Springer Online Journal Archives 1860-2000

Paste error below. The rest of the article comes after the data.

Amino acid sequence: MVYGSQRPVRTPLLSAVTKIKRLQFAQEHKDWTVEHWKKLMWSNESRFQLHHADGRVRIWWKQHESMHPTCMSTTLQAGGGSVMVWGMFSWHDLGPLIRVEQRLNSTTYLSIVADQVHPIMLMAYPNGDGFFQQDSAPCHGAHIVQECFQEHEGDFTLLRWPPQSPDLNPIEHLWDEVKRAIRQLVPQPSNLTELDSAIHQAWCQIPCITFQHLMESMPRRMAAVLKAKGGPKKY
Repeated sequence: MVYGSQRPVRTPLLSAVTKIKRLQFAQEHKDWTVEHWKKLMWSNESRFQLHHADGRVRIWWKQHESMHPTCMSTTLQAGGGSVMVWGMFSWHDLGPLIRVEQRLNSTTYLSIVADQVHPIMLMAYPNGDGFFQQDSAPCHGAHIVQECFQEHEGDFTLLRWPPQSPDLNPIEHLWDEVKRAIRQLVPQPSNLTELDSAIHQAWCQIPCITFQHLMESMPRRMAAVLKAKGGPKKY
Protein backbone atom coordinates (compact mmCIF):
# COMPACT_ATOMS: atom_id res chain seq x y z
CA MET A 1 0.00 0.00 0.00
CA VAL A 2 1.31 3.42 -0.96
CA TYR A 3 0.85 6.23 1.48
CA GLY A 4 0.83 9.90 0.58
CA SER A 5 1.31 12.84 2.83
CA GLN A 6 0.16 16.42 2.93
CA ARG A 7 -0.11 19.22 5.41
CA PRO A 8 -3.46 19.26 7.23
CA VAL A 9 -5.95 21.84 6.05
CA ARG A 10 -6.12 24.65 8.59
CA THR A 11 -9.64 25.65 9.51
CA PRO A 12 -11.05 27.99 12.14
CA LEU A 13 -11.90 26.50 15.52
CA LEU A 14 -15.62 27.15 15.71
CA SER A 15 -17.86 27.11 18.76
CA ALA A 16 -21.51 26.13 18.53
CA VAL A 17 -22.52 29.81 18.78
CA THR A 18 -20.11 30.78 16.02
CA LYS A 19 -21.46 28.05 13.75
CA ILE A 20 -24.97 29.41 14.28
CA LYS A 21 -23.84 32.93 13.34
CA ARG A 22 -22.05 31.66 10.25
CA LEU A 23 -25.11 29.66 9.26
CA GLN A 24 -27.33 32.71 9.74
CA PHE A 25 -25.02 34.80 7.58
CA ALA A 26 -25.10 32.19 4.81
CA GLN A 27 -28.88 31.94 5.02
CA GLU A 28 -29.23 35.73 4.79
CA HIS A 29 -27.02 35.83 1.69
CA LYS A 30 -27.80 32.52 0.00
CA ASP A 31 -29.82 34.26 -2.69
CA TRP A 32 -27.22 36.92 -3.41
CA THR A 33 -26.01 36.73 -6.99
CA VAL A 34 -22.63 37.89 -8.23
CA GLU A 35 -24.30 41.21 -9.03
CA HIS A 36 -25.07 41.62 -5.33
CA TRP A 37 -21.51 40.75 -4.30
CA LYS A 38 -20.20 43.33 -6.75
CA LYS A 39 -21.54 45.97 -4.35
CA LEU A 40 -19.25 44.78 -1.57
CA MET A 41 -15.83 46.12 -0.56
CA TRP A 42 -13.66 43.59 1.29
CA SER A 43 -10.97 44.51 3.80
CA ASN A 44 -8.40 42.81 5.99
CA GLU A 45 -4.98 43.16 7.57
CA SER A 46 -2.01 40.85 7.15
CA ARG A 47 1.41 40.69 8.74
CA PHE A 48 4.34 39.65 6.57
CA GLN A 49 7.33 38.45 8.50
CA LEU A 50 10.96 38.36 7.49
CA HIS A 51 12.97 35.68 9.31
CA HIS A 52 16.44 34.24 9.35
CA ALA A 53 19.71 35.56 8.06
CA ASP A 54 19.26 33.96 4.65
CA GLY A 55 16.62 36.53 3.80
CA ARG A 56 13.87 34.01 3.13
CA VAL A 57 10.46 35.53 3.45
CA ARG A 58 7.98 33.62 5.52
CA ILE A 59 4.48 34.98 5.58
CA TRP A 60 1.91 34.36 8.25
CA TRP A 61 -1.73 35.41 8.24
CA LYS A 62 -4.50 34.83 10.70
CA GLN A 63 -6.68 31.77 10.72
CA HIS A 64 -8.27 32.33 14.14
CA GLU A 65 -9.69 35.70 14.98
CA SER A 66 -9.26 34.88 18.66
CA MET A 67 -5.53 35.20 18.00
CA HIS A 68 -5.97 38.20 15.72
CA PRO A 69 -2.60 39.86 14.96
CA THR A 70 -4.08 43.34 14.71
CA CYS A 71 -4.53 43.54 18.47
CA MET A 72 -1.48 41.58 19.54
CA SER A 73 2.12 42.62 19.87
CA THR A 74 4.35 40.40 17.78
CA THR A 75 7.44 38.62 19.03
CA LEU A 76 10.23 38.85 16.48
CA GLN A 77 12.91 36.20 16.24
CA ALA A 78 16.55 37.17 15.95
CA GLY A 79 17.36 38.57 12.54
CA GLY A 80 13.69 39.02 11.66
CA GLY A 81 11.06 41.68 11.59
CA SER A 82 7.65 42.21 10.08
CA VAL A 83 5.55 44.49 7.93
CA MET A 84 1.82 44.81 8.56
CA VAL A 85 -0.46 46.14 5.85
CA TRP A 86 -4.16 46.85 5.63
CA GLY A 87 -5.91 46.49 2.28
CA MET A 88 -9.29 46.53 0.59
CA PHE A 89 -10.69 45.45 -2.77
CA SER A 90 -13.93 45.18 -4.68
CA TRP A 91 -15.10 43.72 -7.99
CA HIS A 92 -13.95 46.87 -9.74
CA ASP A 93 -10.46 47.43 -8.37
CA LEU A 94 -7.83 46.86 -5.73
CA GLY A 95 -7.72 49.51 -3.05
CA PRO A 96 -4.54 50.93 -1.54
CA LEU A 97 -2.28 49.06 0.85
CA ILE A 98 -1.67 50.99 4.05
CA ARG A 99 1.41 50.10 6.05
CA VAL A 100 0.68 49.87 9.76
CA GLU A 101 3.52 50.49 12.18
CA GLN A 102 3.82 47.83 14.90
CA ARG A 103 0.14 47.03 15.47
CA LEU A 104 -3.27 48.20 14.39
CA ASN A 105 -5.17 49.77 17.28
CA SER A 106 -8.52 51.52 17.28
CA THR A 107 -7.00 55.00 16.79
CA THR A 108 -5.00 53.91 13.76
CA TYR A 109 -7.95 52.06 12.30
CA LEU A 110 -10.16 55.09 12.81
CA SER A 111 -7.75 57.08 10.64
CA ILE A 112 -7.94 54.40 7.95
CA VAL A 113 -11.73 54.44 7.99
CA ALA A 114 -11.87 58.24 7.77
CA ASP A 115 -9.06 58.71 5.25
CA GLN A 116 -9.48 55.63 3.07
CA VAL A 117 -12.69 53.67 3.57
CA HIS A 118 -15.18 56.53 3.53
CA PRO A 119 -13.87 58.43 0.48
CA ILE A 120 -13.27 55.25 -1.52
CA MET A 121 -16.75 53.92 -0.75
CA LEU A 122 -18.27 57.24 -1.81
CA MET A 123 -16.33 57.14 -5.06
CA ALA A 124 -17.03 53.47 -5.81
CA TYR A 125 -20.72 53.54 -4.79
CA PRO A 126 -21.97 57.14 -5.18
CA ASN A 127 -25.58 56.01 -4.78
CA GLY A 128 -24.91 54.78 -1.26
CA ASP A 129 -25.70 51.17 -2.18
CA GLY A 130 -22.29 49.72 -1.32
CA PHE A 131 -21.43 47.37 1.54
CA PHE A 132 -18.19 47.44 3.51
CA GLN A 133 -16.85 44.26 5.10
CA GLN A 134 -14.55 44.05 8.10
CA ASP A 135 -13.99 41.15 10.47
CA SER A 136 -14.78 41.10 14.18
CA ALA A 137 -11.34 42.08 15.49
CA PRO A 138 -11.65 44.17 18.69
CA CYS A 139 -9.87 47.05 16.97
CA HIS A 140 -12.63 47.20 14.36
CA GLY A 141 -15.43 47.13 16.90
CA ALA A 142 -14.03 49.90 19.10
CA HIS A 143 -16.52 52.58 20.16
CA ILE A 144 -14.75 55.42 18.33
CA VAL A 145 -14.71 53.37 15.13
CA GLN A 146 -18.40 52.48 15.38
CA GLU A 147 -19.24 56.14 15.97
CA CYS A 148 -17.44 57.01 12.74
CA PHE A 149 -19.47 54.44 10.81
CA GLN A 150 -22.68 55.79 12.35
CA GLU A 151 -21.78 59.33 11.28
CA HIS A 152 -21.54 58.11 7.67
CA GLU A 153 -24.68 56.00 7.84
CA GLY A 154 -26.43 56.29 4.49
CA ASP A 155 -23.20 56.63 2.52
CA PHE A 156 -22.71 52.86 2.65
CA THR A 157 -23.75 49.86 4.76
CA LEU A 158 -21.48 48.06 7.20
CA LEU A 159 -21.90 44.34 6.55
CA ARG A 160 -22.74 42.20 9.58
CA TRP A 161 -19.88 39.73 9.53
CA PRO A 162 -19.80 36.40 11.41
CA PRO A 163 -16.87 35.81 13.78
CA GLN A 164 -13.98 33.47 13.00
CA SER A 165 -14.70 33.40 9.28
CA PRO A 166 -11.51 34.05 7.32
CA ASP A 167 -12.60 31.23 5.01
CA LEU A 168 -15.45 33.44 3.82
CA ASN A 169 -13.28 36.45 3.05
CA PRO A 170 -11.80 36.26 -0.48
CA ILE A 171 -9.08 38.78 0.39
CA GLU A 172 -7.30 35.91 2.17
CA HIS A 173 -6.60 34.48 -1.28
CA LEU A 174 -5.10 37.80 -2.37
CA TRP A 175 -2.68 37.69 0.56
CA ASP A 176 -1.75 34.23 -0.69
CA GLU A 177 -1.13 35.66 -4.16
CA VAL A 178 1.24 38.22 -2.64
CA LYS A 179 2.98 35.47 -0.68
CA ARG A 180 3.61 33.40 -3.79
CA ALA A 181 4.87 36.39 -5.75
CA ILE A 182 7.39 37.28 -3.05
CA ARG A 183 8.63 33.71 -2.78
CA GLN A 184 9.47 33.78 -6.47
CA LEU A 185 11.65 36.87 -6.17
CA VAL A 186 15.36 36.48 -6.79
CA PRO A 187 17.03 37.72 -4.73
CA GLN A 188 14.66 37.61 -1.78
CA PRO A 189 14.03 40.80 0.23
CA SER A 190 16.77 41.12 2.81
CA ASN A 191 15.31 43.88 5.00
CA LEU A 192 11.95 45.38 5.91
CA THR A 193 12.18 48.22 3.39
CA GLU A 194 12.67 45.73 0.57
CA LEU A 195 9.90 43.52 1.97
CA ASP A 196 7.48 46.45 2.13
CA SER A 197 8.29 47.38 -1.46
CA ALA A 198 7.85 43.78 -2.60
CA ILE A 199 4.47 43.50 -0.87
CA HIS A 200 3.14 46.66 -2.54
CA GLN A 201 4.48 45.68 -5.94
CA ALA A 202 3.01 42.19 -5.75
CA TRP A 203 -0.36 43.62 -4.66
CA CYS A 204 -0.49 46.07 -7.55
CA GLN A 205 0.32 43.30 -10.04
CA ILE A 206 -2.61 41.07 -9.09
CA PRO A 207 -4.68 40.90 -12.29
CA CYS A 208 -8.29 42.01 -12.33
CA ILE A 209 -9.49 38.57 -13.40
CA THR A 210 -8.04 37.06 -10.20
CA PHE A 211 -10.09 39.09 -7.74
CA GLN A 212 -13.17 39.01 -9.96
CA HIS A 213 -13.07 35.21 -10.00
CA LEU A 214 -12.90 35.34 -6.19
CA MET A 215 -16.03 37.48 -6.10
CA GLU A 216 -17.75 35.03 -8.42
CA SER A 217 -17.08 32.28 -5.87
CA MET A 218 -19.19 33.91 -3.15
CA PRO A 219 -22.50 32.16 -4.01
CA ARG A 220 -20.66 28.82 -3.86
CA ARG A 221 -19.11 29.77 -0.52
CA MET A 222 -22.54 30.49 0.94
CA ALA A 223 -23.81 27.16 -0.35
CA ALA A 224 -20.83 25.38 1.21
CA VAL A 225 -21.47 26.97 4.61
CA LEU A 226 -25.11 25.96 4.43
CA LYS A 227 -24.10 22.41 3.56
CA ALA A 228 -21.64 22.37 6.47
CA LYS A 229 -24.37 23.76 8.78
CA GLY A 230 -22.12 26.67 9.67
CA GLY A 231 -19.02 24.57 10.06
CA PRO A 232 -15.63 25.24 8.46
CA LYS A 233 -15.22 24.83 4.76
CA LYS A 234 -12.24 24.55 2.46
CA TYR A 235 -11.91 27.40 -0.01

Abstract We studied the effects of natural wounding by insects and artificial wounding by clipping with scissors on the phenolic chemistry of two willows, Salix myrsinifolia and Salix pentandra. Half of the blade of a mature leaf was removed from each experimental plant either by allowing insects (chrysomellid beetles) to feed on the leaf or by clipping off half the blade of a leaf with scissors. We also examined the ability of wounded plants to warn neighboring plants of imminent wounding by an airborne signal by maintainign one set of control plants in the room containing the wounded plants and another set of control plants in a room hermetically sealed from the room containing the wounded plants. After 48 h, the experimental leaf and the fourth leaf and eighth leaf upwards in the leaf sequence from the experimental leaf were analyzed for phenols by high-pressure liquid chromatography. The same leaves in the leaf sequence from each control plant were similarly analyzed for phenols. Only one phenol, salicortin in leaves of S. myrsinifolia, increased in concentration in response to defoliation, and the observed response was small. The type of wounding affected this increase in salicortin, with natural wounding by insects causing a greater response than artificial wounding in one S. myrsinifolia clone, and artificial wounding causing a greater response than insect wounding in the other clone. This result indicates that S. myrsinifolia cannot control the effects of diffeeent types of wounding on its leaf secondary chemistry. We also found no indication of airborne warning signals between wounded and unwounded plants that trigger an elevation of leaf defenses in unwounded plants in anticipation of herbivore attack.
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